Fraud in a Real Estate Transaction, whether residential or commercial, usually occurs when there is a material misrepresentation of facts, concealment or nondisclosure of facts or where there is a breach of fiduciary duty by the real estate agent or employing real estate broker. Our most common inquiries are based on fraud or concealment in a real estate transaction and usually involve a seller's non-disclosure of facts or an agent that breaches his/her fiduciary duty. Our Los Angeles Real Estate Fraud lawyers are experienced at dealing with nondisclosure and fraud issues in real estate transactions.
Seller's Duties to Disclose in a Real Estate Sale or Transaction - Sellers in a Real Estate transaction have a duty to disclose all known material defects in the property, the title to the property, or other material matter that would affect the buyer's decision. Whether a fact is material is determined based upon the buyer's point of view. If a fact effects the desirability or value of the property, or in any way effects the decision to buy or not and at what price, then the fact is material to the real estate transaction and must be disclosed to the buyer. "As-Is" purchases do not circumvent this duty to disclose. Keep in ming that the disclosures made during escrow with the Real Estate Transfer Disclosure Statement pursuant to California Civil Code § 1102 et. seq. also does not relieve the Seller from disclosing known facts not covered or included with the Transfer Disclosure Statement.
Seller's Agent or Broker's Duties in a Real Estate Sale - California law is very clear, if a seller's broker has knowledge of material facts, not known to the buyer, the seller's broker is under a duty of disclosure and may be held liable for mere nondisclosure since his/her conduct in the transaction amounts to a representation of the nonexistence of the facts which he has failed to disclose. Holmes v. Summer (2010) 188 Cal.App.4th 1510.
The California Appeals Court in Easton v. Strassburger, (1984) 152 Cal. App. 3d 90 explained the purpose behind the rule that a seller's broker has a legal duty to disclose known or discoverable facts to a buyer as follows:
“The primary purposes of the Cooper-Lingsch rule are to protect the buyer from the unethical broker and seller and to insure that the buyer is provided sufficient accurate information to make an informed decision whether to purchase. These purposes would be seriously undermined if the rule were not seen to include a duty to disclose reasonably discoverable defects. If a broker were required to disclose only known defects, but not also those that are reasonably discoverable, he would be shielded by his ignorance of that which he holds himself out to know. The rule thus narrowly construed would have results inimical to the policy upon which it is based. Such a construction would not only reward the unskilled broker for his own incompetence, but might provide the unscrupulous broker the unilateral ability to protect himself at the expense of the inexperienced and unwary who rely upon him. In any case, if given legal force, the theory that a seller's broker cannot be held accountable for what he does not know but could discover without great difficulty would inevitably produce a disincentive for a seller's broker to make a diligent inspection. Such a disincentive would be most unfortunate, since in residential sales transactions the seller's broker is most frequently the best situated to obtain and provide the most reliable information on the property and is ordinarily counted on to do so.” Easton supra 152 Cal. App. 3d at 99.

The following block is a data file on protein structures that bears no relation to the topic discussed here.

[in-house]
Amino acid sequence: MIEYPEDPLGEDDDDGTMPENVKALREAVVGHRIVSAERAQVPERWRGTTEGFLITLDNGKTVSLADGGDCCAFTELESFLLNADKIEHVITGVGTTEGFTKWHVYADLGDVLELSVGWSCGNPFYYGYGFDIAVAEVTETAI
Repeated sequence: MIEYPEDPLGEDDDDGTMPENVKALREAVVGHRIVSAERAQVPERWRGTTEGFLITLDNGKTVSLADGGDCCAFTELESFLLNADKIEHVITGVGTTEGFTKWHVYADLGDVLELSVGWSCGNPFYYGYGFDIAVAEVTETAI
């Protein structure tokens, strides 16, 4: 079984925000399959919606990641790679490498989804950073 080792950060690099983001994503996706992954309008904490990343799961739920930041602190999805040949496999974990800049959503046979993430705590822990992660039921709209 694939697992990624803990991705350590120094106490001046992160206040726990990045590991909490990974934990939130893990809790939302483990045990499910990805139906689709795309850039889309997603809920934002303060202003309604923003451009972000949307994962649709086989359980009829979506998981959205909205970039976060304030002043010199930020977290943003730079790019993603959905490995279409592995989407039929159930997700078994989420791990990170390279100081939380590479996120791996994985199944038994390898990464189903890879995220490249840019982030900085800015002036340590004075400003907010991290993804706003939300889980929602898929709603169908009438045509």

"As-Is" Real Estate Sales - Sellers and Seller's Agent are always under a duty to disclose concealed or known material facts that are not known or observable by the buyer. A property sold "As-Is" means that the buyer is buying the property in the condition that is visible or observable to the buyer. Therefore, when the Seller or the Seller's agent fails to disclose all material facts regarding the condition of the property that are unknown to the buyer, the "As Is" provision will not relieve the Seller or Seller's Agent fraud liability arising from the nondisclosure. The California Supreme Court has made it clear that a seller cannot contract his/her way out of a fraudulent transaction. Herzog v. Capital Co. (1945) 27 Cal. 2d 349.
Buyer's Agent or Broker's Duties in a Real Estate Sale - Your Real Estate agent or broker owes you the highest duty of loyalty, good faith, reasonable care and honesty. These duties are known as Fiduciary Duties. If your agent or broker knows of material facts, he/she is under the highest duty to disclose those facts, even if it results in a canceled sale.
Our Los Angeles Real Estate Attorneys are experienced at litigating real estate fraud and nondisclosure issues arising in real estate sales and transactions. Contact us today for a free consultation.
See our interview on Southern California Homes, a top site for California homes for sale, New Mexico real estate, Northern California real estate & Los Angeles, CA real estate: Protecting Yourself from Real Estate Fraud.